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a + jb

Discussion in 'Homework Help' started by shermaine, May 5, 2009.

  1. shermaine

    shermaine New Member

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    Hi,

    How do i solve this equation of (z - 1)^4 = (1 + J)^10 / (1-J) in form of (a + jb)?
     
  2. dknguyen

    dknguyen Well-Known Member

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    You would solve it like any other equation...isolate z. Then you manipulate the expression to get it into the form of a+jb. One trick is that since j*j = -1, you can multiply expressions like (x+jy) by it's conjugate divided by it's conjugateTHis means you would multiply the expression by (x-jy) / (x-jy) = 1. Since it's equal to one, you aren't changing the expression. YOu are just changing the way it looks.

    (x+jy)*(x-jy)/(x-jy) = (x^2+y^2)/(x-jy).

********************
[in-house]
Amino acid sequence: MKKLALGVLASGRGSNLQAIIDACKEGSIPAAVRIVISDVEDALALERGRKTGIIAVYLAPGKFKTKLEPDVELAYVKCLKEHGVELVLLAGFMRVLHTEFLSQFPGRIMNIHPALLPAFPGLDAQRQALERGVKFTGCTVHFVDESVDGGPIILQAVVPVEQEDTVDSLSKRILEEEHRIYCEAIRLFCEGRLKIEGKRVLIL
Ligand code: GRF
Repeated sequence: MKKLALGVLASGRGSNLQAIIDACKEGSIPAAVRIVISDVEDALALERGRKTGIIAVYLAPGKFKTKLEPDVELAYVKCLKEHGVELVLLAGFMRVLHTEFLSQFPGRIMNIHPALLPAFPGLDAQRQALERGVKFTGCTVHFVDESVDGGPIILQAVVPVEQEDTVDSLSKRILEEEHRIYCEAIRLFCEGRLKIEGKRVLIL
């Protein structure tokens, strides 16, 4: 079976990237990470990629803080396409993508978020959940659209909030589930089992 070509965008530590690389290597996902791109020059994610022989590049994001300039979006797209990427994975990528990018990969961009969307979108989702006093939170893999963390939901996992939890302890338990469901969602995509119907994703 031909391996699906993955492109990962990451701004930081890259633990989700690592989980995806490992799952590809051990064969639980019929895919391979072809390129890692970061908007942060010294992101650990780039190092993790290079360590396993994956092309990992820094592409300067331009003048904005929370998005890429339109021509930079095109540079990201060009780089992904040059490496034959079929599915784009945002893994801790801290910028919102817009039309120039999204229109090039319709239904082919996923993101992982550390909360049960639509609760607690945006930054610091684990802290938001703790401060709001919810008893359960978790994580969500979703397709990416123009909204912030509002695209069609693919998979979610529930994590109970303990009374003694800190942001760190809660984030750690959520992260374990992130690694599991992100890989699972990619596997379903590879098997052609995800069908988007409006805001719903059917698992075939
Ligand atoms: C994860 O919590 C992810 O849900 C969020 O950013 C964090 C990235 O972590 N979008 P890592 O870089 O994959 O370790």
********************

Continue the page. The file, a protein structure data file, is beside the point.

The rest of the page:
What this lets you do is move the complex j expression between the numerator and denominator. ANd if you do it right, it probably divides itself out, or puts the j in a place where you want it.
     
    Last edited: May 5, 2009
  3. Tesla23

    Tesla23 Member

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    Try converting the RHS to polar form and taking the 4th root.

    once you have found one solution, try to find the other three.
     
  4. dave

    Dave New Member

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  5. Miles Prower

    Miles Prower Member

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    First thing I would do is convert that mess on the right side of the '=' sign to Steinmetz form.

    If: C= a + jb (Cartesian) then

    R= sqrt(a^2 + b^2)

    Theta= arctan(b/a)

    C= R /_ Theta (Steinmetz)

    That makes exponentiation and division relatively straight forward.

    C^x= R^x /_ (Theta * x)

    Division:

    A= Ra /_ Thetaa

    B= Rb /_ Thetab

    A / B= (Ra / Rb) /_ (Thetaa - Thetab)

    Multiplication:

    A X B= (Ra X Rb) /_ (Thetaa + Thetab)

    If you want it in Cartesian form:

    a= Rcos(Theta)

    b= jRsin(Theta)
     
    Last edited: May 5, 2009

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